Integrator, 8(a) Partnerships Prosper Under Reform

Integrator, 8(a) Partnerships Prosper Under Reform

By Nick Wakeman

Despite the political controversy swirling around the 8(a) program and changes in procurement law, large systems integrators still see small businesses playing vital roles as partners.

Government Spending on 8(a)s

Fiscal 1993 - $5.1 billion
Fiscal 1994 - $5.3 billion
Fiscal 1995 - $6.4 billion
Fiscal 1996* - $6.5 billion
* 1996 figures are not finalized.
Source: Small Business Administration.
Figures represent spending on all 8(a)s,
not just infotech companies.
"There was all this hubbub around the program but we haven't seen anything change," said Mark Matheson, manager of small business development programs for Science Applications International Corp., San Diego.

Opportunities abound for 8(a)s that can fill a niche for large integrators such as SAIC, company officials said.

"A lot of 8(a)s have specialized expertise that is difficult for larger firms to bring to bear, especially when you are talking systems integration," said Matt Oleksiak, director of the business development group for KPMG Peat Marwick, Washington.

Some of the procurement changes that came out of the Clinger-Cohen Act, which lessened the General Services Administration's oversight of the procurement process, will benefit 8(a)s, executives said.

"The atmosphere that has been created is more conducive for large integrators and 8(a)s to become partners," said Bill Smoot, small business liaison officer for Electronic Data Systems Corp., Plano, Texas.

William Davis, president of Pulsar Data Systems, an 8(a) in Lanham, Md., said more larger firms are approaching his company for work because it can now put services on the GSA schedule.

"We can offer everything from systems engineering to programming to high-end consulting" on the schedule, he said.

Government oversight that dictated more strictly the use of 8(a)s may have decreased, Davis said, but there is still support for small businesses in the government.

"I think the changes will help us," he said. "But some 8(a)s will be affected negatively because they don't have much to bring to the table."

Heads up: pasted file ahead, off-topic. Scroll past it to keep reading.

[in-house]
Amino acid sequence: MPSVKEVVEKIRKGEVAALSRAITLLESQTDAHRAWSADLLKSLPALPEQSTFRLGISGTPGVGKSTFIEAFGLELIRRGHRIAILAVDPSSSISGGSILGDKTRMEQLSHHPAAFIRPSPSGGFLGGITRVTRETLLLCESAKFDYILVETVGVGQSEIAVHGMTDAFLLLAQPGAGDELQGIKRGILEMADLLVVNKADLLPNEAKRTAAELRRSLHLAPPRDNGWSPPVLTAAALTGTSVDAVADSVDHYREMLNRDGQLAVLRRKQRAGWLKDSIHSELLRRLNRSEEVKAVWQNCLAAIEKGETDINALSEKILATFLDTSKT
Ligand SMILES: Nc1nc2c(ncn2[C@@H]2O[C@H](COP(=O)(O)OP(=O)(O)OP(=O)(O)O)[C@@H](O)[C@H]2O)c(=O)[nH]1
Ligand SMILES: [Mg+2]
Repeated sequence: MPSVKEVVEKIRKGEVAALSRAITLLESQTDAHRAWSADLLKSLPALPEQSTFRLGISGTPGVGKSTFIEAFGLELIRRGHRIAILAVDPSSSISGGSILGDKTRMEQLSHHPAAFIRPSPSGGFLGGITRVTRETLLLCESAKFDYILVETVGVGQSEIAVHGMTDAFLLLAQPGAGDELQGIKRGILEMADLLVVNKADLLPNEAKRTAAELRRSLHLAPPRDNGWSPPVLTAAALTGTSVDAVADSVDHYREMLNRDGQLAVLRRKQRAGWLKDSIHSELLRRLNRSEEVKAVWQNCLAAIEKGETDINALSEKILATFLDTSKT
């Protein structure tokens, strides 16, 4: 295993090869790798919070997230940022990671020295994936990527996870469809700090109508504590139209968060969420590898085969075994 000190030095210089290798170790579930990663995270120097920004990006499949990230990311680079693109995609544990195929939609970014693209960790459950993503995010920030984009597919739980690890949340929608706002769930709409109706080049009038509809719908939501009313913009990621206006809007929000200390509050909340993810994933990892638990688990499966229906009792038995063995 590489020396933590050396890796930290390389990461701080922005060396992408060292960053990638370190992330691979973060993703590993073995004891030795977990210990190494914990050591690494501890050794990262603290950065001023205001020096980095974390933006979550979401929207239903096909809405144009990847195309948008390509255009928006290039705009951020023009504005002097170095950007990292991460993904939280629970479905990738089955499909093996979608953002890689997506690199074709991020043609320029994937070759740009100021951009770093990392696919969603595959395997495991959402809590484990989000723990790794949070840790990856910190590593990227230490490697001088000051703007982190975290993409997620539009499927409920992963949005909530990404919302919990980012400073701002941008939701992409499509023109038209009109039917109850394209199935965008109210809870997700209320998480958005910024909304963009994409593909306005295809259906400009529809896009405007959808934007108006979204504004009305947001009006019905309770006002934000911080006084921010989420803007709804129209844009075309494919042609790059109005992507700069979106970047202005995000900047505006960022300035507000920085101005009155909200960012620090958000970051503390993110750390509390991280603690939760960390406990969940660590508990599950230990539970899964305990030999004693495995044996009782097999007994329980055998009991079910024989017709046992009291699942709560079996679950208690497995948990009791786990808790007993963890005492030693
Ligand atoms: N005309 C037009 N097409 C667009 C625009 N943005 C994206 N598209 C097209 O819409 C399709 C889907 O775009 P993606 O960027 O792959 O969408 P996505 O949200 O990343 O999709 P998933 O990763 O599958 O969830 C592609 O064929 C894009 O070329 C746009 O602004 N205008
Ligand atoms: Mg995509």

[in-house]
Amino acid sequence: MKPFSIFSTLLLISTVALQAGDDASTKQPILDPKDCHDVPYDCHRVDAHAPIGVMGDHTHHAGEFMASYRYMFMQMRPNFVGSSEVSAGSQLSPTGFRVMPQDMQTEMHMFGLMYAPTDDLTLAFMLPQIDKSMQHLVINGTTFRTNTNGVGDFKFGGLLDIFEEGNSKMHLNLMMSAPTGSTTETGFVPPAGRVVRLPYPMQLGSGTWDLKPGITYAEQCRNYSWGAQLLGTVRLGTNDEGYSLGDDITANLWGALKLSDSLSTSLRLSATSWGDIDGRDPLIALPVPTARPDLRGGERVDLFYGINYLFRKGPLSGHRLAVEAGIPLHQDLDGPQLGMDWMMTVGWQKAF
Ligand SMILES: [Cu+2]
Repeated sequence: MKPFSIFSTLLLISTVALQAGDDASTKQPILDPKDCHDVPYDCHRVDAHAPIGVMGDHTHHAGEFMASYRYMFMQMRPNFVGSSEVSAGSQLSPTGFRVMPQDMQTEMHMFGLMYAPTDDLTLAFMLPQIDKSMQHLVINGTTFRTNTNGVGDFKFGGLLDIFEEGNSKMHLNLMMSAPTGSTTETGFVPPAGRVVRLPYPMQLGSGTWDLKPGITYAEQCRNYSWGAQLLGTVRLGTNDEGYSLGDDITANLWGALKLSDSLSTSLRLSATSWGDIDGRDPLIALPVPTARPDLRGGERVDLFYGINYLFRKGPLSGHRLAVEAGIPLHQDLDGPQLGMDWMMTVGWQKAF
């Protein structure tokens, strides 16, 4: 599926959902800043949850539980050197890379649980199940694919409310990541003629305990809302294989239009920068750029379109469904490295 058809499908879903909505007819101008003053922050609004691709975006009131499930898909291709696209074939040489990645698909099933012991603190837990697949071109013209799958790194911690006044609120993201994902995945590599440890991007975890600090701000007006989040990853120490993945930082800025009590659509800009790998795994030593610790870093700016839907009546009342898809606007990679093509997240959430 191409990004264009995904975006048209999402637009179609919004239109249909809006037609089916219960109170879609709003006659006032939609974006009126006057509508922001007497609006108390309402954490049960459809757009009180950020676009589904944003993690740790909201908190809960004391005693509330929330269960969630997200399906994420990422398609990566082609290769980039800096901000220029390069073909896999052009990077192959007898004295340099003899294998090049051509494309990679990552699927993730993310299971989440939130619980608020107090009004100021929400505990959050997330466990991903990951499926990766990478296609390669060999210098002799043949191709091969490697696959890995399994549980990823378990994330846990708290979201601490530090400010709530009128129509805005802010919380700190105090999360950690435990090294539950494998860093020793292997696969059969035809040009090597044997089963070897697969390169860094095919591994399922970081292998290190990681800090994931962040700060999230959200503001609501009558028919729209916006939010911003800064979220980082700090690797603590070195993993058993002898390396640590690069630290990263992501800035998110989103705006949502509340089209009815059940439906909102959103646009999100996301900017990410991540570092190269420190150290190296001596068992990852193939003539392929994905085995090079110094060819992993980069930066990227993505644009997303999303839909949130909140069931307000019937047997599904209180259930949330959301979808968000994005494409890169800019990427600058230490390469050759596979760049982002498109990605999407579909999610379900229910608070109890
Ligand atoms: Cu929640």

Humberto Pujals, CEO of Government Micro Resources, an 8(a) in Manassas, Va., said changes such as lifting the maximum purchase on the GSA schedule will increase pressure on small companies. The days of simply providing commodity products with no value added are over, he said. Many 8(a)s will suffer, he noted.

"I really believe if you don't enter different markets with cutting-edge technologies, you are doomed," he said. "It is all about differentiating yourself .... How am I different from the other guy?"

Larger firms are looking for partners that can bring niche expertise and something a little extra such as insight to a particular agency, officials said.

The ability to look to the longer term is a plus, said Kim Lockhart, small business administrator for Booz-Allen & Hamilton, McLean, Va.

"The key seems to be building relationships," she said. "If our program staff finds someone they like, they will keep working with them .... It becomes a trust sort of thing."

Some company officials are still waiting for the fallout from the sweeping procurement reform legislation enacted by Congress last year. "I think the shifts will be incremental," Oleksiak said. "But I don't know what the ultimate effect will be."

Criticism of the 8(a) program is misplaced, said Gary Hobbs, president of external information systems and technical services for Northrop Grumman's Data Systems & Services Division in Herndon, Va.

"If you look at it overall, the government has gotten a lot of value out of 8(a) companies," he said.

However, the program has come under fire from lobbying groups and Republican lawmakers who say the program unfairly benefits certain affluent minority-owned businesses.

Traits of successful 8(a)s in the past will continue to help them as changes occur, Hobbs said. "You have to sell your expertise and you have to perform," he added. "And to some degree you have to try harder."

A key to attracting and keeping a large integrator as a partner is learning the customer base, Smoot said.

"Those that tend to be the most successful look at their own customers and the customers that the primes go after," he said.



Kim Lockhart, a small business administrator for Booz-Allen & Hamilton, says the key for 8(a) companies "seems to be building relationships."


Regardless of procurement reform, Mark Matheson of SAIC says he hasn't seen any change in the way his company deals with 8(a)s.
Northrop often exceeds the minimum requirements for 8(a)s on its federal contracts, Hobbs said. "Whether 8(a)s continue [as a program], I intend to use small businesses," he said. "I am going to seek them as partners."

Being relatively small - hundreds of employees rather than the thousands large integrators have - is often a virtue. "They lack the bureaucracy [of large companies]," Lockhart noted.

No large integrators are seeing less support for small businesses from Congress or any of the agencies.

"The general intent of small business programs [won't] go away," Matheson said. "If anything, it [will] increase, but what it is called and how it is handled might change."


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